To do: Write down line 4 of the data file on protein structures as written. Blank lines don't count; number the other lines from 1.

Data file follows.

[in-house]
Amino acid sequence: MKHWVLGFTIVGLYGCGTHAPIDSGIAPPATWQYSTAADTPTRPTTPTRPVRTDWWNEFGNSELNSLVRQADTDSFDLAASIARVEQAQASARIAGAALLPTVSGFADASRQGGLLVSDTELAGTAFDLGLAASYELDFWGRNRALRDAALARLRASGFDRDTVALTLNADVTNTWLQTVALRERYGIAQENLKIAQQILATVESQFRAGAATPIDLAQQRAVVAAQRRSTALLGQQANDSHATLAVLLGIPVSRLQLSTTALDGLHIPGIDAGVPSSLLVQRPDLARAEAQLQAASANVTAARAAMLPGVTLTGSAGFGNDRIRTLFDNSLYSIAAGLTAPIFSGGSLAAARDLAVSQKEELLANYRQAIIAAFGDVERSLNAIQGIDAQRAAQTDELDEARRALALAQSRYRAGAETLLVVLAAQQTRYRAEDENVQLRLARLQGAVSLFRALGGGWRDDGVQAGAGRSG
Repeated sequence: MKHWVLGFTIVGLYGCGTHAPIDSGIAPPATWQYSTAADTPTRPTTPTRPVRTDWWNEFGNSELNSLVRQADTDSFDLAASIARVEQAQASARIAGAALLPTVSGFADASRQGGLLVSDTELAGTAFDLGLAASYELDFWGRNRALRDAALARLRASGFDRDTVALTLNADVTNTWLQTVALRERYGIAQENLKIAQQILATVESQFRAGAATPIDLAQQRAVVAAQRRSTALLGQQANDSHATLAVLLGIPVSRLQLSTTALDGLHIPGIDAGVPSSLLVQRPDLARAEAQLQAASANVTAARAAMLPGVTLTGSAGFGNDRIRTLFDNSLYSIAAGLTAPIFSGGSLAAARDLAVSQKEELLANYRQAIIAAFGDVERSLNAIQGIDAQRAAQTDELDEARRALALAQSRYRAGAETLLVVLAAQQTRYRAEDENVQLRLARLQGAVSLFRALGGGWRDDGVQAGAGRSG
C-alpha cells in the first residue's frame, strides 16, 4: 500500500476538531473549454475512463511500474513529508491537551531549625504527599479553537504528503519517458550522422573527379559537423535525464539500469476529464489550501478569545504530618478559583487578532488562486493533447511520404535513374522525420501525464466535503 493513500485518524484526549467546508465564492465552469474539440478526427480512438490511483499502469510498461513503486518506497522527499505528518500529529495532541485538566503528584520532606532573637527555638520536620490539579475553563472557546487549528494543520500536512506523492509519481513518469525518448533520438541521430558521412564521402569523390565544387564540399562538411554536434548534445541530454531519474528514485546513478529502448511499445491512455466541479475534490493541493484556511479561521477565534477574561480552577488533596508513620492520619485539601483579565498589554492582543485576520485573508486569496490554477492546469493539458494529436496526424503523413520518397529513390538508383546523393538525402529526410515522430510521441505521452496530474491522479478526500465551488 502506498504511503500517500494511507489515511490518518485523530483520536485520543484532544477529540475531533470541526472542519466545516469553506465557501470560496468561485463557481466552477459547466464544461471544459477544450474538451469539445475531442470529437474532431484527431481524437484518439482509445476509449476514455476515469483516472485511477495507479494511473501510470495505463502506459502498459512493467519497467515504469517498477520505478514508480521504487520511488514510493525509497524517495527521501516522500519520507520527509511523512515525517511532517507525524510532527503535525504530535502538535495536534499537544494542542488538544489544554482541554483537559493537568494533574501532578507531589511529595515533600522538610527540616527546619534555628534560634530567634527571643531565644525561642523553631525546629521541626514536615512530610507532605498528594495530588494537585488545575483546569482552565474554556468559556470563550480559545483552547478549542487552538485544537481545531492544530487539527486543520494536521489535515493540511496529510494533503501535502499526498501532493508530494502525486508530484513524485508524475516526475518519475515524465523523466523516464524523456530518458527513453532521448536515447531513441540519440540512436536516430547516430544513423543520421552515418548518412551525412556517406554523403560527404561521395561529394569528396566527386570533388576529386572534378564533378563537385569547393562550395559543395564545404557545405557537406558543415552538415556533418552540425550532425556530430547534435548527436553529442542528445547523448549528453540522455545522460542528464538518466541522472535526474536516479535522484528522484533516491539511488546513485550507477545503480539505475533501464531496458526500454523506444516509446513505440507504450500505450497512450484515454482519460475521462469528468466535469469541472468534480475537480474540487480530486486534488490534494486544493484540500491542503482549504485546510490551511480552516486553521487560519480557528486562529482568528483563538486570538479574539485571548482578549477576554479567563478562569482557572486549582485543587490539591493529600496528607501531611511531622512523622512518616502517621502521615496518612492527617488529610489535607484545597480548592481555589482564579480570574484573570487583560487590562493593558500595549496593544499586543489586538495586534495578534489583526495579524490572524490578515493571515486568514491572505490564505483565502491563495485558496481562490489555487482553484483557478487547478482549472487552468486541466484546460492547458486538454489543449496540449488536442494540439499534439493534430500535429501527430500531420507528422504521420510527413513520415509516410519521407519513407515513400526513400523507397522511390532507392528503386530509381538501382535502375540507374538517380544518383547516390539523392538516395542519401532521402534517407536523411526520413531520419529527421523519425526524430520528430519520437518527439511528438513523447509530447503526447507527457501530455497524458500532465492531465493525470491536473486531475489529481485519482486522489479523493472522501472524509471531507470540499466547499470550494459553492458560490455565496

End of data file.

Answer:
C-alpha cells in the first residue's frame, strides 16, 4: 500500500476538531473549454475512463511500474513529508491537551531549625504527599479553537504528503519517458550522422573527379559537423535525464539500469476529464489550501478569545504530618478559583487578532488562486493533447511520404535513374522525420501525464466535503 493513500485518524484526549467546508465564492465552469474539440478526427480512438490511483499502469510498461513503486518506497522527499505528518500529529495532541485538566503528584520532606532573637527555638520536620490539579475553563472557546487549528494543520500536512506523492509519481513518469525518448533520438541521430558521412564521402569523390565544387564540399562538411554536434548534445541530454531519474528514485546513478529502448511499445491512455466541479475534490493541493484556511479561521477565534477574561480552577488533596508513620492520619485539601483579565498589554492582543485576520485573508486569496490554477492546469493539458494529436496526424503523413520518397529513390538508383546523393538525402529526410515522430510521441505521452496530474491522479478526500465551488 502506498504511503500517500494511507489515511490518518485523530483520536485520543484532544477529540475531533470541526472542519466545516469553506465557501470560496468561485463557481466552477459547466464544461471544459477544450474538451469539445475531442470529437474532431484527431481524437484518439482509445476509449476514455476515469483516472485511477495507479494511473501510470495505463502506459502498459512493467519497467515504469517498477520505478514508480521504487520511488514510493525509497524517495527521501516522500519520507520527509511523512515525517511532517507525524510532527503535525504530535502538535495536534499537544494542542488538544489544554482541554483537559493537568494533574501532578507531589511529595515533600522538610527540616527546619534555628534560634530567634527571643531565644525561642523553631525546629521541626514536615512530610507532605498528594495530588494537585488545575483546569482552565474554556468559556470563550480559545483552547478549542487552538485544537481545531492544530487539527486543520494536521489535515493540511496529510494533503501535502499526498501532493508530494502525486508530484513524485508524475516526475518519475515524465523523466523516464524523456530518458527513453532521448536515447531513441540519440540512436536516430547516430544513423543520421552515418548518412551525412556517406554523403560527404561521395561529394569528396566527386570533388576529386572534378564533378563537385569547393562550395559543395564545404557545405557537406558543415552538415556533418552540425550532425556530430547534435548527436553529442542528445547523448549528453540522455545522460542528464538518466541522472535526474536516479535522484528522484533516491539511488546513485550507477545503480539505475533501464531496458526500454523506444516509446513505440507504450500505450497512450484515454482519460475521462469528468466535469469541472468534480475537480474540487480530486486534488490534494486544493484540500491542503482549504485546510490551511480552516486553521487560519480557528486562529482568528483563538486570538479574539485571548482578549477576554479567563478562569482557572486549582485543587490539591493529600496528607501531611511531622512523622512518616502517621502521615496518612492527617488529610489535607484545597480548592481555589482564579480570574484573570487583560487590562493593558500595549496593544499586543489586538495586534495578534489583526495579524490572524490578515493571515486568514491572505490564505483565502491563495485558496481562490489555487482553484483557478487547478482549472487552468486541466484546460492547458486538454489543449496540449488536442494540439499534439493534430500535429501527430500531420507528422504521420510527413513520415509516410519521407519513407515513400526513400523507397522511390532507392528503386530509381538501382535502375540507374538517380544518383547516390539523392538516395542519401532521402534517407536523411526520413531520419529527421523519425526524430520528430519520437518527439511528438513523447509530447503526447507527457501530455497524458500532465492531465493525470491536473486531475489529481485519482486522489479523493472522501472524509471531507470540499466547499470550494459553492458560490455565496